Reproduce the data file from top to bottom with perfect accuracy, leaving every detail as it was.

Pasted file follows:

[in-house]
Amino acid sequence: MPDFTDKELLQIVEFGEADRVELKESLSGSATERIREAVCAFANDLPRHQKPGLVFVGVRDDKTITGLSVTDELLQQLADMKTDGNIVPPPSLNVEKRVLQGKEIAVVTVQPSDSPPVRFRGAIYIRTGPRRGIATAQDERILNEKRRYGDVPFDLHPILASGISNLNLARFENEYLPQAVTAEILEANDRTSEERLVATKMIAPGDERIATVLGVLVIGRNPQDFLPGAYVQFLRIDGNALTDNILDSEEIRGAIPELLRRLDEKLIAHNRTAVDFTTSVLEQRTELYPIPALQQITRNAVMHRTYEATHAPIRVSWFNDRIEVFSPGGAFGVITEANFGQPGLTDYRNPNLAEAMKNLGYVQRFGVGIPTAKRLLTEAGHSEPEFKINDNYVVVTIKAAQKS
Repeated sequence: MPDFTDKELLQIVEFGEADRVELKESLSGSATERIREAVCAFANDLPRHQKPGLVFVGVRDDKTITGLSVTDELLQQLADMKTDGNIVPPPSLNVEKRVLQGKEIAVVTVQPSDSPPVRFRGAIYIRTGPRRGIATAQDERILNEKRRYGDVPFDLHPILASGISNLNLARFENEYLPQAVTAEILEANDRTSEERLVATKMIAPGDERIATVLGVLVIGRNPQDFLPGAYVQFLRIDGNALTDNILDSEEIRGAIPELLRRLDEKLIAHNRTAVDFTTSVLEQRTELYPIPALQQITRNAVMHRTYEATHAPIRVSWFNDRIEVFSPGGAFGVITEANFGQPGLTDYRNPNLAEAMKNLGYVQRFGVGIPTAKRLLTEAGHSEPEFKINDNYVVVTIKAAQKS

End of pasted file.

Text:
[in-house]
Amino acid sequence: MPDFTDKELLQIVEFGEADRVELKESLSGSATERIREAVCAFANDLPRHQKPGLVFVGVRDDKTITGLSVTDELLQQLADMKTDGNIVPPPSLNVEKRVLQGKEIAVVTVQPSDSPPVRFRGAIYIRTGPRRGIATAQDERILNEKRRYGDVPFDLHPILASGISNLNLARFENEYLPQAVTAEILEANDRTSEERLVATKMIAPGDERIATVLGVLVIGRNPQDFLPGAYVQFLRIDGNALTDNILDSEEIRGAIPELLRRLDEKLIAHNRTAVDFTTSVLEQRTELYPIPALQQITRNAVMHRTYEATHAPIRVSWFNDRIEVFSPGGAFGVITEANFGQPGLTDYRNPNLAEAMKNLGYVQRFGVGIPTAKRLLTEAGHSEPEFKINDNYVVVTIKAAQKS
Repeated sequence: MPDFTDKELLQIVEFGEADRVELKESLSGSATERIREAVCAFANDLPRHQKPGLVFVGVRDDKTITGLSVTDELLQQLADMKTDGNIVPPPSLNVEKRVLQGKEIAVVTVQPSDSPPVRFRGAIYIRTGPRRGIATAQDERILNEKRRYGDVPFDLHPILASGISNLNLARFENEYLPQAVTAEILEANDRTSEERLVATKMIAPGDERIATVLGVLVIGRNPQDFLPGAYVQFLRIDGNALTDNILDSEEIRGAIPELLRRLDEKLIAHNRTAVDFTTSVLEQRTELYPIPALQQITRNAVMHRTYEATHAPIRVSWFNDRIEVFSPGGAFGVITEANFGQPGLTDYRNPNLAEAMKNLGYVQRFGVGIPTAKRLLTEAGHSEPEFKINDNYVVVTIKAAQKS